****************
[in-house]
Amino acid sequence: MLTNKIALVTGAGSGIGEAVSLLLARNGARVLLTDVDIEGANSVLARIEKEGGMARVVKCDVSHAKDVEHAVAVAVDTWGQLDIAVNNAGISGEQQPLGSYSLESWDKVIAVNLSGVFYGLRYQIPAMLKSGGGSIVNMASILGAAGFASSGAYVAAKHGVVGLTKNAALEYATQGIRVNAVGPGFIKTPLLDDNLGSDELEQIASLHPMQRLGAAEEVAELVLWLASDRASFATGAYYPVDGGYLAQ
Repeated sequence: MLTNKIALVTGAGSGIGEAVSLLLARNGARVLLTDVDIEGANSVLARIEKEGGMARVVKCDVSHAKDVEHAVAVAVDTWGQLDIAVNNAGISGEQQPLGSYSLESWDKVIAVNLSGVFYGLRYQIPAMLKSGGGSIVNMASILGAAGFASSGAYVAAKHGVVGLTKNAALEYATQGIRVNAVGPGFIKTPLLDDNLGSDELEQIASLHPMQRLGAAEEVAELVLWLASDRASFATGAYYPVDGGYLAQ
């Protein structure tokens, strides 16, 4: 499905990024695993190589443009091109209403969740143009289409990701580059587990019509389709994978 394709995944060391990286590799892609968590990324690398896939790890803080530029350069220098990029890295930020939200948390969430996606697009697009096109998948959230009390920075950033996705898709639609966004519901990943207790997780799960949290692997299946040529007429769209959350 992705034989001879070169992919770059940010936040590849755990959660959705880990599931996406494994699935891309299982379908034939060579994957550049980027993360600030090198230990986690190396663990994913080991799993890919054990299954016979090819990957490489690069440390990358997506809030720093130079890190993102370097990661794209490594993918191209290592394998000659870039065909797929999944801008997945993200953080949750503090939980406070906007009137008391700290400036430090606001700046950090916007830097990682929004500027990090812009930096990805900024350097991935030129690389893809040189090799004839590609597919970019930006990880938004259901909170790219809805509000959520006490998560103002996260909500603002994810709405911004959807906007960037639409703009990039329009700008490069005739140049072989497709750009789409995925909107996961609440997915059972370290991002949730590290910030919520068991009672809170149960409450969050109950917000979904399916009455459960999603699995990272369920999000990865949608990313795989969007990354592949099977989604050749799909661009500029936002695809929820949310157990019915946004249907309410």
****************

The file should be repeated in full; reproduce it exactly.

[in-house]
Amino acid sequence: MLTNKIALVTGAGSGIGEAVSLLLARNGARVLLTDVDIEGANSVLARIEKEGGMARVVKCDVSHAKDVEHAVAVAVDTWGQLDIAVNNAGISGEQQPLGSYSLESWDKVIAVNLSGVFYGLRYQIPAMLKSGGGSIVNMASILGAAGFASSGAYVAAKHGVVGLTKNAALEYATQGIRVNAVGPGFIKTPLLDDNLGSDELEQIASLHPMQRLGAAEEVAELVLWLASDRASFATGAYYPVDGGYLAQ
Repeated sequence: MLTNKIALVTGAGSGIGEAVSLLLARNGARVLLTDVDIEGANSVLARIEKEGGMARVVKCDVSHAKDVEHAVAVAVDTWGQLDIAVNNAGISGEQQPLGSYSLESWDKVIAVNLSGVFYGLRYQIPAMLKSGGGSIVNMASILGAAGFASSGAYVAAKHGVVGLTKNAALEYATQGIRVNAVGPGFIKTPLLDDNLGSDELEQIASLHPMQRLGAAEEVAELVLWLASDRASFATGAYYPVDGGYLAQ
């Protein structure tokens, strides 16, 4: 499905990024695993190589443009091109209403969740143009289409990701580059587990019509389709994978 394709995944060391990286590799892609968590990324690398896939790890803080530029350069220098990029890295930020939200948390969430996606697009697009096109998948959230009390920075950033996705898709639609966004519901990943207790997780799960949290692997299946040529007429769209959350 992705034989001879070169992919770059940010936040590849755990959660959705880990599931996406494994699935891309299982379908034939060579994957550049980027993360600030090198230990986690190396663990994913080991799993890919054990299954016979090819990957490489690069440390990358997506809030720093130079890190993102370097990661794209490594993918191209290592394998000659870039065909797929999944801008997945993200953080949750503090939980406070906007009137008391700290400036430090606001700046950090916007830097990682929004500027990090812009930096990805900024350097991935030129690389893809040189090799004839590609597919970019930006990880938004259901909170790219809805509000959520006490998560103002996260909500603002994810709405911004959807906007960037639409703009990039329009700008490069005739140049072989497709750009789409995925909107996961609440997915059972370290991002949730590290910030919520068991009672809170149960409450969050109950917000979904399916009455459960999603699995990272369920999000990865949608990313795989969007990354592949099977989604050749799909661009500029936002695809929820949310157990019915946004249907309410």